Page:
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Effect of clinical pharmacist encounters in the transitional care clinic on 30-day re-admissions: A retrospective study

1 Department of Internal Medicine, State University of New York, Downstate Medical Center, Brooklyn, N.Y. 11213, U.S.A.
2 School of Public Health, State University of New York, Downstate Medical Center, Brooklyn, N.Y., U.S.A.
3 Department of Family Medicine, State University of New York, Downstate Medical Center, Brooklyn, N.Y., U.S.A.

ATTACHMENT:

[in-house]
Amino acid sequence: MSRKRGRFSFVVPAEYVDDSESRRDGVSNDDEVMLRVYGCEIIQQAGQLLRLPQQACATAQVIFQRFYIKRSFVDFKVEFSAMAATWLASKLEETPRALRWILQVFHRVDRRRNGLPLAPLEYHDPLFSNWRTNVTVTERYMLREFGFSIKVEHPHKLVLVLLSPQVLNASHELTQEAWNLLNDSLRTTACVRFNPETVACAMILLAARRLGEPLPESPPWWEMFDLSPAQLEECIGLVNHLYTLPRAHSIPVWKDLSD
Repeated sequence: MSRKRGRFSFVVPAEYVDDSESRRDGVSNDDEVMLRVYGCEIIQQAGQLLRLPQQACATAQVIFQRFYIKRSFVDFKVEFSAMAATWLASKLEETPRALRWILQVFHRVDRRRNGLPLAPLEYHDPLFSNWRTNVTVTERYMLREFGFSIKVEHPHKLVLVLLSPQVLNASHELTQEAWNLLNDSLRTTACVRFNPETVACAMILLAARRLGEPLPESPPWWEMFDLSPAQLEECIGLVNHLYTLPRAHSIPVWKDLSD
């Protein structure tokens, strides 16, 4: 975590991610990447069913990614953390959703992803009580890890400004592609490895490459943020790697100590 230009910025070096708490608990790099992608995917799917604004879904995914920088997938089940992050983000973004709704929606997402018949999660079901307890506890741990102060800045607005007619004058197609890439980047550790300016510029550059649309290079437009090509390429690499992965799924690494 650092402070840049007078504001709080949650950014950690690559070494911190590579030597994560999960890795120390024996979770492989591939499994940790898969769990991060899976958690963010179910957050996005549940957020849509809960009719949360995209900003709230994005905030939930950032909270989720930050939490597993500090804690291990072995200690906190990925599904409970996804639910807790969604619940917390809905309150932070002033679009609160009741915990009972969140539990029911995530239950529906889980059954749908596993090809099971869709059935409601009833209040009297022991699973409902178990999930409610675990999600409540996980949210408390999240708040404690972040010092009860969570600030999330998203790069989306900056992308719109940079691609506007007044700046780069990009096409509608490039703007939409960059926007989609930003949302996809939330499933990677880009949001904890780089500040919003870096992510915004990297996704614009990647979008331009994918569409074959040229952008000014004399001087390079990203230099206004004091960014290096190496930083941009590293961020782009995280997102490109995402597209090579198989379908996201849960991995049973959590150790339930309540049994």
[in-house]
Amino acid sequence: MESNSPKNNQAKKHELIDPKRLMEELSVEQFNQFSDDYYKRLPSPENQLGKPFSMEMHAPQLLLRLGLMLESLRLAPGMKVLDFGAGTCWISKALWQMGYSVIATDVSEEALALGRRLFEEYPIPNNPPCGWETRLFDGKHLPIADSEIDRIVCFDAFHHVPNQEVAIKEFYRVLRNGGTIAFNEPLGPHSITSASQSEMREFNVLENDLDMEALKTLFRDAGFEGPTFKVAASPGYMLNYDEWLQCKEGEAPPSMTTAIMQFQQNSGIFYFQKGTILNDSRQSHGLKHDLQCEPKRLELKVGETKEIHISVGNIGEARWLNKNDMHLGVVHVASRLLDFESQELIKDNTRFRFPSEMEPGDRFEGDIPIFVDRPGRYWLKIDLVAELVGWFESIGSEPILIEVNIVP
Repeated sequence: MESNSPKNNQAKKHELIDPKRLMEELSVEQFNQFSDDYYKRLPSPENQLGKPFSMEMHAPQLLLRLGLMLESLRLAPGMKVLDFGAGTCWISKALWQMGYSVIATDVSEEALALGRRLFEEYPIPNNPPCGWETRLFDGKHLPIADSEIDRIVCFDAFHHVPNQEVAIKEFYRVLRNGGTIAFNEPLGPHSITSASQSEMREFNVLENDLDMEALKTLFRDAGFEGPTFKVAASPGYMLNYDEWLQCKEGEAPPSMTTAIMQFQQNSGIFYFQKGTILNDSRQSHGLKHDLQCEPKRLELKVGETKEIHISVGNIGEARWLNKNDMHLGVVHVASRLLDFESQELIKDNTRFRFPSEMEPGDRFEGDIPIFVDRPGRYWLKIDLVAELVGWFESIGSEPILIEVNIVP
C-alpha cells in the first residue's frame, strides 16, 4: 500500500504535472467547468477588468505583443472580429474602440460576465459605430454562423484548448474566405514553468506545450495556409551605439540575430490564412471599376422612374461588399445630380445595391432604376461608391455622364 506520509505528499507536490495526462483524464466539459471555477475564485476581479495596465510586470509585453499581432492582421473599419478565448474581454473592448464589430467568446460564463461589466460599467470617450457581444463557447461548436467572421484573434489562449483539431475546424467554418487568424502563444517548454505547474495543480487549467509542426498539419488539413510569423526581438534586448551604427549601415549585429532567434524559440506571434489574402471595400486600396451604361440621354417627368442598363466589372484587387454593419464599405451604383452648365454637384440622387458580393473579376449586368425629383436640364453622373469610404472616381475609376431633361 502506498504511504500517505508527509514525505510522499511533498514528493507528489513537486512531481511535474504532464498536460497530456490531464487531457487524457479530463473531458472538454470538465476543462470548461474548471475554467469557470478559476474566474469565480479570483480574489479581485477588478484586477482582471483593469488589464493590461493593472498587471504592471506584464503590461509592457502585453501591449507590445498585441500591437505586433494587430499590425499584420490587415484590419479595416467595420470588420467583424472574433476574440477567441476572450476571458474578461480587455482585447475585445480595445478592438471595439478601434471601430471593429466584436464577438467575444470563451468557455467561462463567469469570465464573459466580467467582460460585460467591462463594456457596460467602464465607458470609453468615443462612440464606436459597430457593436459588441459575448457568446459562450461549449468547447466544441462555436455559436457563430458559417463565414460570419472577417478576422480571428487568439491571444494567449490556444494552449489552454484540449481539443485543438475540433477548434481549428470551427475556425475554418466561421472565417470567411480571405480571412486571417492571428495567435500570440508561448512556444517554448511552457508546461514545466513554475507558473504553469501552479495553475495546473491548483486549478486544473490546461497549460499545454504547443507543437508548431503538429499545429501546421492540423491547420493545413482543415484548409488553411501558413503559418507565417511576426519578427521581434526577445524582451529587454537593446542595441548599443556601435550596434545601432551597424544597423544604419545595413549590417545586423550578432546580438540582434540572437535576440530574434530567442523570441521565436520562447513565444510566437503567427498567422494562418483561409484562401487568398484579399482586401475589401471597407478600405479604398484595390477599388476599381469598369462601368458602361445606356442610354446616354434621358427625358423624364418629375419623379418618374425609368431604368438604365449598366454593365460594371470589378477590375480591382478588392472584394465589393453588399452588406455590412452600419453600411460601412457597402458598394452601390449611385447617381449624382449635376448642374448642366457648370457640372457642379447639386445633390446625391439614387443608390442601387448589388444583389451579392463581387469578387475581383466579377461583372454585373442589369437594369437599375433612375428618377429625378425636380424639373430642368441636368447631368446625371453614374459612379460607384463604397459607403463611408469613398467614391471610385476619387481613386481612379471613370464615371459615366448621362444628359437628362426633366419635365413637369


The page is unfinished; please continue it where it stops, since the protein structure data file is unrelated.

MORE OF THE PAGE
Hospitalized patients who meet specific criteria at discharge are referred to the transitional care clinic team consisting of a nurse practitioner and/or physician and a clinical pharmacist. In collaboration with the providers, the pharmacist reviews medications for appropriateness, assesses adherence, recommends medication changes and provides education. The purpose of this study was to measure the effect of an outpatient transitional care clinical pharmacist on 30-day re-admissions in an urban setting serving a population of low socioeconomic status. After receiving IRB approval, this single-center retrospective study analyzed records of 573 patient visits of which nearly 75% included a clinical pharmacist interaction. Rates of 30-day re-admissions were not statistically different among the two groups, however, it was found that each added co-morbidity significantly increased the patients’ 30-day re-admission rate by 26%.
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